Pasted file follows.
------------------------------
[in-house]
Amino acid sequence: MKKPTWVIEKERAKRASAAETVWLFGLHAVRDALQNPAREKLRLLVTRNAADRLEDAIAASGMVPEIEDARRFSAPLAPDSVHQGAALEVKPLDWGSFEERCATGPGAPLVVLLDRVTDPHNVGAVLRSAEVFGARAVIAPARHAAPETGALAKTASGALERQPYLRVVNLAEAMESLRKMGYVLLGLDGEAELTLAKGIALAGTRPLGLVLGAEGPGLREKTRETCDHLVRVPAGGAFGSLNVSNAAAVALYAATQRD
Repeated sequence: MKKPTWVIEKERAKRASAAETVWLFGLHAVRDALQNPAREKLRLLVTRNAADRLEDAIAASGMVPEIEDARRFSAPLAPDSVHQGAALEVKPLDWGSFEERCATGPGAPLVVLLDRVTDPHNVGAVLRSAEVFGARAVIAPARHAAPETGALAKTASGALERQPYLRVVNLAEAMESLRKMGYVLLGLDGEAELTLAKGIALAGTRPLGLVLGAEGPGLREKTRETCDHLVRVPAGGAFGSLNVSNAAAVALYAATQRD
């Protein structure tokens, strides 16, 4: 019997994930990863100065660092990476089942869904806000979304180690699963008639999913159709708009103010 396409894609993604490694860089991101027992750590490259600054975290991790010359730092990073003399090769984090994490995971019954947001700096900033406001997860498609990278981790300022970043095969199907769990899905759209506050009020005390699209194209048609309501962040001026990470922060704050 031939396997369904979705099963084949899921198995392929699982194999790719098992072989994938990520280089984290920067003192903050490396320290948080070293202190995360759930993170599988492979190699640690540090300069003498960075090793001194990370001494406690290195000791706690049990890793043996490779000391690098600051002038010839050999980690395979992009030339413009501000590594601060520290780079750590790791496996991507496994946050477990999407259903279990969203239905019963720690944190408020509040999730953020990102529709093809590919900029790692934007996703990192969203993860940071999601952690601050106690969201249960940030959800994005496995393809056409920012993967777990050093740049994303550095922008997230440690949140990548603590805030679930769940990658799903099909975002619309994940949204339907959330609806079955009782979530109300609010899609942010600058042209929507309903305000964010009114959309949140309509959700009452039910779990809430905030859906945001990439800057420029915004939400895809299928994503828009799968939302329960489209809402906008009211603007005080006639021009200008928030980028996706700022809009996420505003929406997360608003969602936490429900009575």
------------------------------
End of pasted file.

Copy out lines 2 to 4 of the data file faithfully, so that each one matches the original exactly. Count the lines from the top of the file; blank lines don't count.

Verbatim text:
Amino acid sequence: MKKPTWVIEKERAKRASAAETVWLFGLHAVRDALQNPAREKLRLLVTRNAADRLEDAIAASGMVPEIEDARRFSAPLAPDSVHQGAALEVKPLDWGSFEERCATGPGAPLVVLLDRVTDPHNVGAVLRSAEVFGARAVIAPARHAAPETGALAKTASGALERQPYLRVVNLAEAMESLRKMGYVLLGLDGEAELTLAKGIALAGTRPLGLVLGAEGPGLREKTRETCDHLVRVPAGGAFGSLNVSNAAAVALYAATQRD
Repeated sequence: MKKPTWVIEKERAKRASAAETVWLFGLHAVRDALQNPAREKLRLLVTRNAADRLEDAIAASGMVPEIEDARRFSAPLAPDSVHQGAALEVKPLDWGSFEERCATGPGAPLVVLLDRVTDPHNVGAVLRSAEVFGARAVIAPARHAAPETGALAKTASGALERQPYLRVVNLAEAMESLRKMGYVLLGLDGEAELTLAKGIALAGTRPLGLVLGAEGPGLREKTRETCDHLVRVPAGGAFGSLNVSNAAAVALYAATQRD
């Protein structure tokens, strides 16, 4: 019997994930990863100065660092990476089942869904806000979304180690699963008639999913159709708009103010 396409894609993604490694860089991101027992750590490259600054975290991790010359730092990073003399090769984090994490995971019954947001700096900033406001997860498609990278981790300022970043095969199907769990899905759209506050009020005390699209194209048609309501962040001026990470922060704050 031939396997369904979705099963084949899921198995392929699982194999790719098992072989994938990520280089984290920067003192903050490396320290948080070293202190995360759930993170599988492979190699640690540090300069003498960075090793001194990370001494406690290195000791706690049990890793043996490779000391690098600051002038010839050999980690395979992009030339413009501000590594601060520290780079750590790791496996991507496994946050477990999407259903279990969203239905019963720690944190408020509040999730953020990102529709093809590919900029790692934007996703990192969203993860940071999601952690601050106690969201249960940030959800994005496995393809056409920012993967777990050093740049994303550095922008997230440690949140990548603590805030679930769940990658799903099909975002619309994940949204339907959330609806079955009782979530109300609010899609942010600058042209929507309903305000964010009114959309949140309509959700009452039910779990809430905030859906945001990439800057420029915004939400895809299928994503828009799968939302329960489209809402906008009211603007005080006639021009200008928030980028996706700022809009996420505003929406997360608003969602936490429900009575």